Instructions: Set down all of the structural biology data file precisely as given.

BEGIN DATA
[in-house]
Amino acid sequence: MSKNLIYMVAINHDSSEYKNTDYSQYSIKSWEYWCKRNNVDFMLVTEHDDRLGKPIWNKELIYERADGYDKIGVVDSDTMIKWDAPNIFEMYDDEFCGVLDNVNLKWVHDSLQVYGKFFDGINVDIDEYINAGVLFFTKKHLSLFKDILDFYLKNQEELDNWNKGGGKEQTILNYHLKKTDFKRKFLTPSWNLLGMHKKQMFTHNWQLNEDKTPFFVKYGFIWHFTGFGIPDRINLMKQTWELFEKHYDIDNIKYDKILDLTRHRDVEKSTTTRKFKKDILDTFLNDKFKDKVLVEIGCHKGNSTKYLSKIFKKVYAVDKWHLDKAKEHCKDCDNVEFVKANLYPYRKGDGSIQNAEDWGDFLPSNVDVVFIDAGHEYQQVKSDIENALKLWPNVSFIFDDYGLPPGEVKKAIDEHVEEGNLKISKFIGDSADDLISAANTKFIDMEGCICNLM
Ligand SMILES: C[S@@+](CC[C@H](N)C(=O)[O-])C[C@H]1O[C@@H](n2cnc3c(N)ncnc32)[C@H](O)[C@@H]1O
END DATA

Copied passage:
[in-house]
Amino acid sequence: MSKNLIYMVAINHDSSEYKNTDYSQYSIKSWEYWCKRNNVDFMLVTEHDDRLGKPIWNKELIYERADGYDKIGVVDSDTMIKWDAPNIFEMYDDEFCGVLDNVNLKWVHDSLQVYGKFFDGINVDIDEYINAGVLFFTKKHLSLFKDILDFYLKNQEELDNWNKGGGKEQTILNYHLKKTDFKRKFLTPSWNLLGMHKKQMFTHNWQLNEDKTPFFVKYGFIWHFTGFGIPDRINLMKQTWELFEKHYDIDNIKYDKILDLTRHRDVEKSTTTRKFKKDILDTFLNDKFKDKVLVEIGCHKGNSTKYLSKIFKKVYAVDKWHLDKAKEHCKDCDNVEFVKANLYPYRKGDGSIQNAEDWGDFLPSNVDVVFIDAGHEYQQVKSDIENALKLWPNVSFIFDDYGLPPGEVKKAIDEHVEEGNLKISKFIGDSADDLISAANTKFIDMEGCICNLM
Ligand SMILES: C[S@@+](CC[C@H](N)C(=O)[O-])C[C@H]1O[C@@H](n2cnc3c(N)ncnc32)[C@H](O)[C@@H]1O